Toronto Police have charged Orlando Fusaro, a teacher at St John the Evangelist elementary school in Weston, with sexual assault. The police allege that he sexually assaulted a 13-year-old girl during 2011, while he was her teacher. The relationship continued into the summer, according to the papers.
Police believe there may be more victims.
Detective Rick Ramjattan of 31 Division told the National Post
â€œThe mother noticed changes and asked the daughter. The daughter then told her mother what was going on, then the mother went to the police.”
The Post says that Fusaro is claiming the affair was “consensual”.
There is bad news and worse news at St John the Evangelist Elementary School.
The bad news: St John is getting more portables, which will only add to the severe overcrowding problem on the grounds. In the fall, there will be 10 portablesâ€”the maximum possible, according to Dave Bennett, the Vice Chair of Parent Council. Staying positive, he says in an email newsletter that the new portables will reduce the number of classes held in the neighbouring church basement.
The worse news is that the overcrowding problem at St John will soon be solved, if Metrolinx gets its way. Dave Bennett says Metrolinx has asked the TCDSB to relocate 40% of the studentsâ€”those in the portablesâ€”for three years, while the construction takes place starting in 2012.
The newsletter does not say where they could be moved to, but does say that building a new school while the construction is taking place would remove children from danger, keep the community together, and prepare the school for full-day kindergarten.
The administration at St John has been pressing for a new school built on the same grounds. Some progress has been made; according to the newsletter, the school is making its way up the funding list.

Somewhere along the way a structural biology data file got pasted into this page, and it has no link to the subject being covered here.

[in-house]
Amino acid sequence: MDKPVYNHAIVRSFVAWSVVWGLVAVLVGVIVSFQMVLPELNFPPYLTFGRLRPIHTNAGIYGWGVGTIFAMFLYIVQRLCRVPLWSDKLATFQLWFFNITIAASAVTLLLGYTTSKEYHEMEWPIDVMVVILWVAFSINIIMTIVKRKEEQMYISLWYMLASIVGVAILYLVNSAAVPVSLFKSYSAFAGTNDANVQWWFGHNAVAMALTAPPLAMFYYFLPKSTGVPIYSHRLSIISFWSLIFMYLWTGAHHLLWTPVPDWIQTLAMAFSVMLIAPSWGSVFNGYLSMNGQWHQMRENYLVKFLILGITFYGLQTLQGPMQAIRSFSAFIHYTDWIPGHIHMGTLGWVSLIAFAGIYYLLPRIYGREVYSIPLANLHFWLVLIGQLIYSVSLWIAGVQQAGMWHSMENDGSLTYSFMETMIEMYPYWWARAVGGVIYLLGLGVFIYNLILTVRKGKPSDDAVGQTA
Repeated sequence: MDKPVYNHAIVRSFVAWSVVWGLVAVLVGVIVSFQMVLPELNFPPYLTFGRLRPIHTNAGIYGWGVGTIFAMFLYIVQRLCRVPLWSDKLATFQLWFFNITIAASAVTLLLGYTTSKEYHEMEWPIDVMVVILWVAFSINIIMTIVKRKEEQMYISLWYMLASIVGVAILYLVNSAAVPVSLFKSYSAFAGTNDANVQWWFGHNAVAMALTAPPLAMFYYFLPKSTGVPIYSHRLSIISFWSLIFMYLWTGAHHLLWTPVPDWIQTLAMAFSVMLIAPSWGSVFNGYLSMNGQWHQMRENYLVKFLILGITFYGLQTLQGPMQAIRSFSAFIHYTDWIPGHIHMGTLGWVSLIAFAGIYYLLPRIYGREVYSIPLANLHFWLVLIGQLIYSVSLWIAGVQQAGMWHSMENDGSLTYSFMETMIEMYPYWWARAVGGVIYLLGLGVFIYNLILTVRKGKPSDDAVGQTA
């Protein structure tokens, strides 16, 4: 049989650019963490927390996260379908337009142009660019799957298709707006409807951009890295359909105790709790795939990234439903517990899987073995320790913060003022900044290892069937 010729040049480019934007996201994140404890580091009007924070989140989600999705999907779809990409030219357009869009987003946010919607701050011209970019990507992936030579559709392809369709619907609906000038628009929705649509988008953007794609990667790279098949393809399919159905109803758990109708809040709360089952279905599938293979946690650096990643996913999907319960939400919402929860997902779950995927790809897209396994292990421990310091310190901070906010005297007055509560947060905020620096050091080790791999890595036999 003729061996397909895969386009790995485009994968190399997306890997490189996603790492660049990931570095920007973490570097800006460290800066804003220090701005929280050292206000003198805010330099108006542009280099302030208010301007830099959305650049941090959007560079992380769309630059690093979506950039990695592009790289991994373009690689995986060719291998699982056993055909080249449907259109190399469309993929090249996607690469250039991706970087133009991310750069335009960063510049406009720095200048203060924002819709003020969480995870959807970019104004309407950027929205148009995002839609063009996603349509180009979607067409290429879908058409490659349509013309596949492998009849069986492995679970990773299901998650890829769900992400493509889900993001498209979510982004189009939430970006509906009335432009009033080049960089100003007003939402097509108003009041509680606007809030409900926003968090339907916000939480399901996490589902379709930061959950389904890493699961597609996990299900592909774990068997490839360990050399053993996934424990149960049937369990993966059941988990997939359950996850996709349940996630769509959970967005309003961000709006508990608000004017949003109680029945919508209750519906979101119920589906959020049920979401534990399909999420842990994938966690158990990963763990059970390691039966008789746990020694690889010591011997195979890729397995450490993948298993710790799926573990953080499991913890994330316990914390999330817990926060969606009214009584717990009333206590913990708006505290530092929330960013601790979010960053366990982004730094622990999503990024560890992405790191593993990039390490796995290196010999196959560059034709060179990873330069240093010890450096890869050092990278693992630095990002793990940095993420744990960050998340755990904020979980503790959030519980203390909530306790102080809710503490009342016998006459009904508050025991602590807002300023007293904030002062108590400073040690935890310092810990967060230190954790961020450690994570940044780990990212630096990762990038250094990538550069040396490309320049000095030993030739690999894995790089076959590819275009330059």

In an exclusive interview, she clarified her comments about Chaminade College students and says her original words were the result of a ‘miscommunication’. She also acknowledged that the muggings at Weston and Lawrence were very unlikely to have originated from students at that school.
We discussed other matters such as why she will oppose future license applications for bars in Weston. Councillor Nunziata says she has no problem with applications being approved as long as there are conditions attached to ensure good behaviour; e.g. adherence to licensed hours and noise suppression. After a year these conditions would be lifted. She claims that there are too many licensed establishments along Weston Road and Jane Street already, and that some legitimately licensed establishments operate after hours too . She’s ‘had many complaints from residents.’ I asked ifÂ any licence applications ever come from deserving businesses and was told thatÂ as long as they agree to the conditions and have not caused problems in the past, they will not be refused a licence.
We returned to the topic of crime and the TAVIS initiative. I mentioned my pet peeve which is that while the TAVIS program has great potential and is a great asset to the community, officers tend to hang around in groups of three or more (let’s not call them gangs) and could cover more ground and have more contact with the community in smaller groups. Ms Nunziata replied that the grouping format was agreed to in the TAVIS meetings, as was the location of the surveillance cameras (which, perhaps, could have produced better results along Lawrence Avenue, since much of the crime seems to occur there).